Archaeologists discover Spitfire engine and personal effects during week-long dig
- Credit: Archant
Work to recover a Spitfire which crashed in Great Fen in 1940 has come to a close.
Archaeologists completed work on the site, between Huntingdon and Peterborough, on Saturday following a week-long dig that turned up a wealth of finds, including the plane’s engine and a number of personal effects.
The mark 1 fighter plane came down on November 22 in what is now part of the Great Fen habitat restoration project.
Spitfire X4593, of 266 Rhodesian Squadron Royal Air Force, was based at RAF Wittering and was on a routine training flight with two other Spitfires.
Pilot Officer Harold Edwin Penketh was seen to break formation entering a dive from which he failed to recover.
Witnesses at the time said that his aircraft partially recovered at around 2,000ft but then re-entered a dive and struck the ground vertically.
Mr Penketh did not attempt to use his parachute and was killed in the crash, his body was recovered and returned to his home town of Brighton. Investigations concluded that either a failure of the oxygen system or a physical failure had occurred.
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Stephen Macaulay, project director for Oxford Archaeology East, said: “We hoped that because the Spitfire crashed in peat soil that the artefacts would be well-preserved but the condition of many the finds throughout the week including the pilot’s headrest, oxygen tank and pilot’s helmet have been beyond our expectations.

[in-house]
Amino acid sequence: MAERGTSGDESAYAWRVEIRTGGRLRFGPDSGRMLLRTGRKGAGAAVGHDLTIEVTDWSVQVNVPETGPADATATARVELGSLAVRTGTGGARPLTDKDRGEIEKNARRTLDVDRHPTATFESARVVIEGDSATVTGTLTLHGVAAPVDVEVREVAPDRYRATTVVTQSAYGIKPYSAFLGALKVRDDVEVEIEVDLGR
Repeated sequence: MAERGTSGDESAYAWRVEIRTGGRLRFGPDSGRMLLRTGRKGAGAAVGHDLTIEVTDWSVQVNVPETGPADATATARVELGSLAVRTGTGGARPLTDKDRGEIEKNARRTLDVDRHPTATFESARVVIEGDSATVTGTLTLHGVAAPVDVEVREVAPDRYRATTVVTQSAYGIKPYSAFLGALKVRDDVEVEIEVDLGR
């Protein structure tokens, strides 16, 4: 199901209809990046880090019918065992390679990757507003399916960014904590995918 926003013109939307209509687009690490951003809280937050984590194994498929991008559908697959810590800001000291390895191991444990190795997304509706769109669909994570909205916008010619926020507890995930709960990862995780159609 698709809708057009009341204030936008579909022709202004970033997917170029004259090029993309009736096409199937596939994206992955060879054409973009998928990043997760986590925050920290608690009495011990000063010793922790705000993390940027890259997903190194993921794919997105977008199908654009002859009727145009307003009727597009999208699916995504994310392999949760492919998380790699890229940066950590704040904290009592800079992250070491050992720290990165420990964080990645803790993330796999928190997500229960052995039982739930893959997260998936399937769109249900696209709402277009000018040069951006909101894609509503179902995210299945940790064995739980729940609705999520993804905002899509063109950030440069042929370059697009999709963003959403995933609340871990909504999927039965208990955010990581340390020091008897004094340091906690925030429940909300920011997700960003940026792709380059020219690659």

“During the excavation we were truly honoured to mark Harold Penketh’s life and contribution with a Battle of Britain memorial overflight on Thursday which was a very poignant moment in the week.”
The final event of the week was lifting the engine and the final remains of the plane - much of the Merlin engine had exploded on impact, but recoverable parts were retrieved including one large piece, and the Rolls Royce engine plate.
The propeller was also uncovered and removed plus the stainless steel Smiths badge from the nose cone, the engine ignition, and the regulator voltage plate - dated to 1939. The oxygen tank was in particularly good condition with much paint still on the bodywork, including red paint on part of the tail.
The crater has now been completely backfilled and ploughed over; processing, cleaning and sorting finds continues and there will be a comprehensive overview of all the retrieved objects once everything has been logged.
Photographs from the dig, along with some of the Oxford Archaeology East team will be at the Great Fen Discovery Day at Holmewood Hall on Saturday.